By Lauren Apfel
Silver linings. I’ve been thinking a lot about silver linings. And the idea that even as the world outside swirls with virus and fear and we, each of us, stare the possibility of untold sickness in the face every single day, our worlds inside, at the very same time, can be offering up strangely wonderful gifts.
How’s your quarantine? For those of us who’ve been lucky enough to stay well, to know that our loved ones, scattered though they are, are safe and well too, this seems to be the question. What’s it like in your house, it means, how are you coping? What are the unique conditions that might be making your experience of lockdown manageable, happy even, or the opposite? Are you alone, are you saddled with small children, are you struggling financially? Is your sanity hanging, that is, by a filament or a rope?
I’m having a good quarantine. Can I say that? It comes with a degree of guilt, to be sure, and who knows how long it will last, but it also comes with the sense that sometimes there really is lemonade and when the universe slides you a cold, tart glass across the table it’s okay to take a sip. My girlfriend and I live cities apart, a small sea apart. We see each other usually once a month, a weekend at a time. But she and her daughter happened to have flown into Glasgow in the middle of March for my son’s school play and, well, they never left. For the past five weeks we’ve been able to go to sleep together and wake up together day in and day out. To have all of our children under one roof for the first, and probably last, time. It’s an opportunity to live as a whole family we will likely, for various reasons out of our control, never have again.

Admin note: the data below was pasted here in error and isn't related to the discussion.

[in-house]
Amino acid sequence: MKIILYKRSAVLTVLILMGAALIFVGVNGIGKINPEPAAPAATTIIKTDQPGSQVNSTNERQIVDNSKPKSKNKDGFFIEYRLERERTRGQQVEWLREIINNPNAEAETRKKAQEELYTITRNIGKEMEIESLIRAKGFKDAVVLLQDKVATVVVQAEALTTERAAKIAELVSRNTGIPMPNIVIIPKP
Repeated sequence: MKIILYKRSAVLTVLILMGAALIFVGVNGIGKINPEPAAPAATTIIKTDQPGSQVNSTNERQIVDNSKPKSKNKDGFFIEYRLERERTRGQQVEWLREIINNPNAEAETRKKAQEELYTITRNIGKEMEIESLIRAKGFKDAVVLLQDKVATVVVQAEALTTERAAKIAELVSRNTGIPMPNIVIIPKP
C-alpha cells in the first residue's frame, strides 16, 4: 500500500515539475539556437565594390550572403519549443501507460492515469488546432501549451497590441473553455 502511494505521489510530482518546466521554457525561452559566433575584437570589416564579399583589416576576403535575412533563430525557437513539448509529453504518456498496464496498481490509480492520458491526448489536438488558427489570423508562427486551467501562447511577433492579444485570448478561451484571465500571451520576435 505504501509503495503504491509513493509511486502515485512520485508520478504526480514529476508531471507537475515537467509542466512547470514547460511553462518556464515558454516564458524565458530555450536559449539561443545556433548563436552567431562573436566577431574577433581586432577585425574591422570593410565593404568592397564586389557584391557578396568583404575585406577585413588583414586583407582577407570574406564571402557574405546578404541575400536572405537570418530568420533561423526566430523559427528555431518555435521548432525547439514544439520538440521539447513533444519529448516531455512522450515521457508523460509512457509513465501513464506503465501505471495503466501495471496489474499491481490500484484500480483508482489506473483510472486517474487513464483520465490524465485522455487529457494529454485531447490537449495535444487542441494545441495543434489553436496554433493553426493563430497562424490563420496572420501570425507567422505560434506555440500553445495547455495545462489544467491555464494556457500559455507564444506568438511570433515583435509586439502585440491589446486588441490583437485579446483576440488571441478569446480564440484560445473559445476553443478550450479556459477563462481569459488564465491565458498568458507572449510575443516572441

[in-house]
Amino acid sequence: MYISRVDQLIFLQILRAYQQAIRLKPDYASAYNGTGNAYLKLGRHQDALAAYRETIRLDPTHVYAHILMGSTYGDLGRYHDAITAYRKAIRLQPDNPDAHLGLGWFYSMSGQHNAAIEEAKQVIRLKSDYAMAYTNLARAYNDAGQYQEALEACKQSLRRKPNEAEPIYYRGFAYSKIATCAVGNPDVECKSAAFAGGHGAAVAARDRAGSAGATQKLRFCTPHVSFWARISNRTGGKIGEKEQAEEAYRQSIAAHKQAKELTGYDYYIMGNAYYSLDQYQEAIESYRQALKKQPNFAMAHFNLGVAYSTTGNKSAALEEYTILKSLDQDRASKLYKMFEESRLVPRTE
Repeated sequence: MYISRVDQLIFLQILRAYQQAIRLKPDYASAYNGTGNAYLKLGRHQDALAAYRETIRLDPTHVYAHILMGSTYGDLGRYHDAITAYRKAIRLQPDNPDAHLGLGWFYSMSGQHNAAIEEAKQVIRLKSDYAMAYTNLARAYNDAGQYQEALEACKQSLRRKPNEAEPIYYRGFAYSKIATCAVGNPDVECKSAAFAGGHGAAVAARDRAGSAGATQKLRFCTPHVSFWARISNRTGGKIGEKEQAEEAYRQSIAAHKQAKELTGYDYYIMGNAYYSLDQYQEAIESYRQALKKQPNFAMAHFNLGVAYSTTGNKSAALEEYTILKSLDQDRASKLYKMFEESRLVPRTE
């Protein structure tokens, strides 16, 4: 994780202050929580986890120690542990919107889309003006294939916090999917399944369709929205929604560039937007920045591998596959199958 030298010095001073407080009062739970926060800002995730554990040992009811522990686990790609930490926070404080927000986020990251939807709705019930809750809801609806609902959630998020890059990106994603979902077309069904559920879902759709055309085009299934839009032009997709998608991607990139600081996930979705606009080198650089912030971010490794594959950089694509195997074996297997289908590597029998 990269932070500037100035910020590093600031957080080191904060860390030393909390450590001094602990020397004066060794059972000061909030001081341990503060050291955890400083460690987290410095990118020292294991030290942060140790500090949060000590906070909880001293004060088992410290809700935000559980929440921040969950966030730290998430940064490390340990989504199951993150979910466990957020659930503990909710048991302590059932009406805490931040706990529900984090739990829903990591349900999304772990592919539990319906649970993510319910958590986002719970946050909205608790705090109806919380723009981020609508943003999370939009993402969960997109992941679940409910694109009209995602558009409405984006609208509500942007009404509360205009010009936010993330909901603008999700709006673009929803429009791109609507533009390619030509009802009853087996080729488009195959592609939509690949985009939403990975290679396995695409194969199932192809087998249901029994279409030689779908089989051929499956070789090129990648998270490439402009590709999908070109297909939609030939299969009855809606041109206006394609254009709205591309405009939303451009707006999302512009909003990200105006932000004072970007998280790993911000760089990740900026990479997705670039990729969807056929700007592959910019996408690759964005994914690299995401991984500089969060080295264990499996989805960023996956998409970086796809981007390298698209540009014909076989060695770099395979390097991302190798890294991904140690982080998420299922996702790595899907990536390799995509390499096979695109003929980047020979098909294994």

Alongside this, my custody arrangement has shifted in a way I couldn’t have predicted. My ex-husband, usually strained and out of town for work, is home now, is uncharacteristically flexible. He’s taking the kids three days a week, every week. We are getting along well to boot. He invites me in for breakfast when we hand them over on a Friday morning and I remember for an hour or so what it is to taste his strong coffee, slightly too bitter for me, just like it used to be. I eat the baked goods he’s started making since we separated two years ago and we catch up on our children and talk politics and I feel again, if only for a little while, why we loved each other but also why we are better off without each other.
I’ve been seeing silver linings, in unexpected packages, for many of my friends too. The one who’s been stuck in a loop with her estranged husband in their flat but who’s garnered now a newfound clarity about next steps. The one who started a new job a few months ago, a big change, a hard commute, and is thriving now because it’s a food delivery service. The one who had an empty nest that is all of a sudden brimming with birds again.
All being well, this will end soon. We will go back to “normal,” whatever normal, for each of us, is. There will no doubt be huge benefits to re-entering the world as it was, but I hope there will also be change. Real change. That we will have learned things, as people do in the jaws of crisis, about who we are and what really makes us happy in our personal pursuits and relationships. Learned things about our politics and the state of the Earth and what really matters in the decisions we make as a society.
Before long my girlfriend will go home and my childcare responsibilities will ratchet back up and schedules and busyness and external commitments will descend upon me once more. But I will remember these silver linings, the joy and the softenings I was fortunate enough to experience during this strange, strange time, and I will try, as best I can, to take them forward.
Silver Lining: The worst situation has some element of hope or some redeeming quality. John Milton appears to have been the originator of this metaphor, in Comus (1634): “A sable cloud turns forth its silver lining on the night.”
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